However those are about the only criticisms that I can make.

The occult and the supernatural elements are very well done and always leave you wanting to know more. The spy and adventure story parts are also very well thought through.

The research that has gone into this book is very impressive and it doesn't overwhelm the plot.

Maybe the best thing that I can about this novel is that it almost seems believable and plausible.
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on 29 June 2011
This WWII/Cold War supernatural, espionage thriller was excellent. I've only read two of his books but already I think I'm becoming a Tim Powers fan. I was very impressed by how well the story fit into the gaps between real events -admittedly I've mostly taken the author's word on this, but he seems like a writer who does his research. Declare was intriguing as at first I didn't know quite what was going on (much though I enjoyed The Anubis Gates I did guess a major plot point by the end of the second chapter). The supernatural elements unfolded far more slowly and were initially more subtle. It kept me reading as I wanted to know what was going on.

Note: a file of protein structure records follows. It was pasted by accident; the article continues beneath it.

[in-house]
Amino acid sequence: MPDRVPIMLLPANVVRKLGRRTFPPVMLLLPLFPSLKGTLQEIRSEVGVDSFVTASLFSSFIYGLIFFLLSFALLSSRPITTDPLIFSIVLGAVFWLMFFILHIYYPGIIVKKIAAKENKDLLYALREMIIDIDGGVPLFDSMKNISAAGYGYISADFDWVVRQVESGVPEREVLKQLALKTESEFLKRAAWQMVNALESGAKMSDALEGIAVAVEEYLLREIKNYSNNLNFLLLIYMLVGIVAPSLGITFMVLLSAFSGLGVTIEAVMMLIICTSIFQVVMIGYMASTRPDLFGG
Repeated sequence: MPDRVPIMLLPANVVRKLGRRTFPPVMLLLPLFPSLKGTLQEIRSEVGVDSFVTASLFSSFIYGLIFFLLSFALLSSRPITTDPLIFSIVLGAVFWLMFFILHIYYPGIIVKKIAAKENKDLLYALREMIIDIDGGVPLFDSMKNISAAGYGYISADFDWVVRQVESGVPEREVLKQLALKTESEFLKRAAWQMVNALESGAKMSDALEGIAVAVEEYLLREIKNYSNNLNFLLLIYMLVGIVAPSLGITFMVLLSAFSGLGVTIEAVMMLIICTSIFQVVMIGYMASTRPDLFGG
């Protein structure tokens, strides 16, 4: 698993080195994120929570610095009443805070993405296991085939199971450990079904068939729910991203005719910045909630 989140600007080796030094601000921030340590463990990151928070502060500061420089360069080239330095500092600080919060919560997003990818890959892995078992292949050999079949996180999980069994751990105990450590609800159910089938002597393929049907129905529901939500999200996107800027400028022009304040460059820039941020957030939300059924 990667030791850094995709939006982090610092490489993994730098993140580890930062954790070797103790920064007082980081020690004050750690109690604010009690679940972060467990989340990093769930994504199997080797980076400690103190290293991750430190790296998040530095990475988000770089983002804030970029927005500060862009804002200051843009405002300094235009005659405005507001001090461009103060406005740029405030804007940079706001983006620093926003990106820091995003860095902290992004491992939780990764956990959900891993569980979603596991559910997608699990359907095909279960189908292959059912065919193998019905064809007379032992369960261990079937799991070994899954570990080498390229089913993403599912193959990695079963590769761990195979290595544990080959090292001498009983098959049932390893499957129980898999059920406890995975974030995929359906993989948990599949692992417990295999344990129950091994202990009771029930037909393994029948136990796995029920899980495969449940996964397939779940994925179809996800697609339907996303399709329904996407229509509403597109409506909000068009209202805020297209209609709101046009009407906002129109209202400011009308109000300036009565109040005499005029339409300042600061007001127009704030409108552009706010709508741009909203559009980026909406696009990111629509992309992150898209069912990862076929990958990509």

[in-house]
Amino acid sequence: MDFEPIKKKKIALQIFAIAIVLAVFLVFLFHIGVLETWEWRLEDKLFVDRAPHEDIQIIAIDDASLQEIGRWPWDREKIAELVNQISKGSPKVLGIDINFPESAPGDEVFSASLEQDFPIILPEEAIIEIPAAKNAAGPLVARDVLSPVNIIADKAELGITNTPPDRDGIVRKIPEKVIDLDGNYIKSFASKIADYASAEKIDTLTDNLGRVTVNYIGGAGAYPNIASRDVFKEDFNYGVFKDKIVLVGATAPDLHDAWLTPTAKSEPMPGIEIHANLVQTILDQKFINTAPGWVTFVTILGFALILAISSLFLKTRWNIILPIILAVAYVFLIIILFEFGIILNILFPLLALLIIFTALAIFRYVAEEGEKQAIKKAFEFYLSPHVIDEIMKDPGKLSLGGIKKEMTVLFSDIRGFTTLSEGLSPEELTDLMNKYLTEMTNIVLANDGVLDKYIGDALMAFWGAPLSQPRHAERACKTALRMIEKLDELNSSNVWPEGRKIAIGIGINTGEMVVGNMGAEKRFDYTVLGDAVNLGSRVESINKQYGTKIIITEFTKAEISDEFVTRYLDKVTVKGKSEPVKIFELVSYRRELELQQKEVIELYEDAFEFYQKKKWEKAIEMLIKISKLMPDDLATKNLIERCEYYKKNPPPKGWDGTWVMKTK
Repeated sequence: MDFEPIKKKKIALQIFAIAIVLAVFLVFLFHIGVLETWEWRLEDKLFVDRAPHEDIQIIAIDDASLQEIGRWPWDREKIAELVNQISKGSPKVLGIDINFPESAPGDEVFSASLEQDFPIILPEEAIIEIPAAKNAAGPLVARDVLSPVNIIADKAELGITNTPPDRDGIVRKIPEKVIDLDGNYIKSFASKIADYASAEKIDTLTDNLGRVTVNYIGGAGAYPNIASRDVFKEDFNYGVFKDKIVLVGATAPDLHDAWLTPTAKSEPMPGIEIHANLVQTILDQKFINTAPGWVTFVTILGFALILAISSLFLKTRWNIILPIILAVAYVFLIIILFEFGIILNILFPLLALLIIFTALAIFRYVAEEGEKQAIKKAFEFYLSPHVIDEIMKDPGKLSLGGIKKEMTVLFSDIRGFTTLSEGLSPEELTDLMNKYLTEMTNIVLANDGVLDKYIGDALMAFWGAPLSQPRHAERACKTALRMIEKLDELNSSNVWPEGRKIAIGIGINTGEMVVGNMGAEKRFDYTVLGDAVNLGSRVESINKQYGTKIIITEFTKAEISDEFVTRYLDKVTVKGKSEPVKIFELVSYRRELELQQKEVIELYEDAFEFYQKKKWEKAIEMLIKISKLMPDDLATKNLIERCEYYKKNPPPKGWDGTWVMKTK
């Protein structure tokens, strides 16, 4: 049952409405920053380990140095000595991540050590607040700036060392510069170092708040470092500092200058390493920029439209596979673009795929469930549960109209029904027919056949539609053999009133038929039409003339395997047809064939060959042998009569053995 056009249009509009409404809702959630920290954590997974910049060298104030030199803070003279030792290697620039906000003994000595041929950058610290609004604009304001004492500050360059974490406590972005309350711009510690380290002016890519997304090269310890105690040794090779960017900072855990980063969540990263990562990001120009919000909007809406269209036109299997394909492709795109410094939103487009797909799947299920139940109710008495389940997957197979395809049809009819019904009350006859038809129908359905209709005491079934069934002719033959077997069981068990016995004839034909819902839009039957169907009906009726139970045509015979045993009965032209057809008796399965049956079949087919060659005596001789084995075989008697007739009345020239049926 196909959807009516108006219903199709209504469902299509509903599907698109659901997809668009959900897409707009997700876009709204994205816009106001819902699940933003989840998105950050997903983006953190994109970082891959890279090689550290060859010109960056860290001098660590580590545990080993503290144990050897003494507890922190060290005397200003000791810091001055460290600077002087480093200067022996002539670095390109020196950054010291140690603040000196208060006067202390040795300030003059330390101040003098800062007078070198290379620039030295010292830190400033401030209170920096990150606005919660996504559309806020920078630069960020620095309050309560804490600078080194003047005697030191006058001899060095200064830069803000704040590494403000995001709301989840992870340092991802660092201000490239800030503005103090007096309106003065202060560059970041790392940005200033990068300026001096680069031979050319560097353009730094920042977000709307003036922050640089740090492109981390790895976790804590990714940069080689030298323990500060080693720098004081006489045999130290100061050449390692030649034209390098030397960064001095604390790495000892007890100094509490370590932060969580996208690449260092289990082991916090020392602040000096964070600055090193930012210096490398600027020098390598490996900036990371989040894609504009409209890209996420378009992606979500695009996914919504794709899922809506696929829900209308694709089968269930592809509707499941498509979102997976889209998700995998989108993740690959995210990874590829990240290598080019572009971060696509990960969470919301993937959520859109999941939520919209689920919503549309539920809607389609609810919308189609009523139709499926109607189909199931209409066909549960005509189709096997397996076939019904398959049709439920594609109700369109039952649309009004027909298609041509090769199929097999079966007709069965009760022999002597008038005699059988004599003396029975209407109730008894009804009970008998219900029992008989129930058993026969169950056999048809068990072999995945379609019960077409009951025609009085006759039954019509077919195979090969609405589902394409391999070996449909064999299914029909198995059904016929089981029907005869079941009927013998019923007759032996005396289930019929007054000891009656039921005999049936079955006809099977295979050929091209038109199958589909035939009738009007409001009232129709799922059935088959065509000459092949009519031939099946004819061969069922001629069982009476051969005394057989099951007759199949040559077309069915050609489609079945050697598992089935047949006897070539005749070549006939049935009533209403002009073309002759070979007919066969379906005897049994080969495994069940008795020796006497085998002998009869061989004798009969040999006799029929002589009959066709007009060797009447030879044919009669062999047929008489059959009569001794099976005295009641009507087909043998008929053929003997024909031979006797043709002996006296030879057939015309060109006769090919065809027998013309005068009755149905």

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on 17 April 2013
This book is written very much in the Le Carre style of gritty detail, which I find hard work and slightly depressing. It does however convey enormous authenticity, and as a result the added supernatural element is really frightening and horrific. I found I preferred to read during the daytime as I had bad dreams if I read chapters before sleeping!

I was delighted by a robust love story in a spy novel and really enjoyed the excellent recreation of the various milieux. However, I am an English pedant, and I wish Mr Powers had had an English friend proof read the novel for him. To have a quintessential upper class Englishman like Kim Philby say "in back" instead of "at the back", or refer to the "draft" when English people call it "conscription" is slack, and a let down when other things seem so accurate.
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on 7 August 2010